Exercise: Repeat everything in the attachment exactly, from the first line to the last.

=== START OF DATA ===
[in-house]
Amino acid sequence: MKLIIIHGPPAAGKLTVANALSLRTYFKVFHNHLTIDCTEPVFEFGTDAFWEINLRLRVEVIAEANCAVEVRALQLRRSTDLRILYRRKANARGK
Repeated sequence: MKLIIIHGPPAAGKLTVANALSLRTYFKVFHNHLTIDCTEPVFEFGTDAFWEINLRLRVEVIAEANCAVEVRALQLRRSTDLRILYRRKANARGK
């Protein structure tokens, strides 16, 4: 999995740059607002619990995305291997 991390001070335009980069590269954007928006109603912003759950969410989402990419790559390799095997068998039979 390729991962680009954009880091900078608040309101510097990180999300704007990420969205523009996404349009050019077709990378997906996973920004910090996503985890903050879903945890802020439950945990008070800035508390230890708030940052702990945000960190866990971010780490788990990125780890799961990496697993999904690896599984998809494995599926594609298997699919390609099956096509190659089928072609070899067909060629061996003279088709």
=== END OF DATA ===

[in-house]
Amino acid sequence: MKLIIIHGPPAAGKLTVANALSLRTYFKVFHNHLTIDCTEPVFEFGTDAFWEINLRLRVEVIAEANCAVEVRALQLRRSTDLRILYRRKANARGK
Repeated sequence: MKLIIIHGPPAAGKLTVANALSLRTYFKVFHNHLTIDCTEPVFEFGTDAFWEINLRLRVEVIAEANCAVEVRALQLRRSTDLRILYRRKANARGK
């Protein structure tokens, strides 16, 4: 999995740059607002619990995305291997 991390001070335009980069590269954007928006109603912003759950969410989402990419790559390799095997068998039979 390729991962680009954009880091900078608040309101510097990180999300704007990420969205523009996404349009050019077709990378997906996973920004910090996503985890903050879903945890802020439950945990008070800035508390230890708030940052702990945000960190866990971010780490788990990125780890799961990496697993999904690896599984998809494995599926594609298997699919390609099956096509190659089928072609070899067909060629061996003279088709």